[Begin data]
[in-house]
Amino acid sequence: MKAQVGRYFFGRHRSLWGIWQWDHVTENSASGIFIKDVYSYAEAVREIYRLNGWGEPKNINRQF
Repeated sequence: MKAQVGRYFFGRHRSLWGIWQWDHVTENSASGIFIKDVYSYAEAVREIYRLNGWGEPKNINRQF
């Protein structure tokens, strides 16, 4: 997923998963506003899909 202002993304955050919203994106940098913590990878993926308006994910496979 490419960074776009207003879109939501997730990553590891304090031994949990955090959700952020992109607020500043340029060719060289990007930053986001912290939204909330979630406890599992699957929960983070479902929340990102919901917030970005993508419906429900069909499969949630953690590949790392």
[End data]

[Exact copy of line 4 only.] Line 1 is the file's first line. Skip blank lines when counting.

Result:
């Protein structure tokens, strides 16, 4: 997923998963506003899909 202002993304955050919203994106940098913590990878993926308006994910496979 490419960074776009207003879109939501997730990553590891304090031994949990955090959700952020992109607020500043340029060719060289990007930053986001912290939204909330979630406890599992699957929960983070479902929340990102919901917030970005993508419906429900069909499969949630953690590949790392």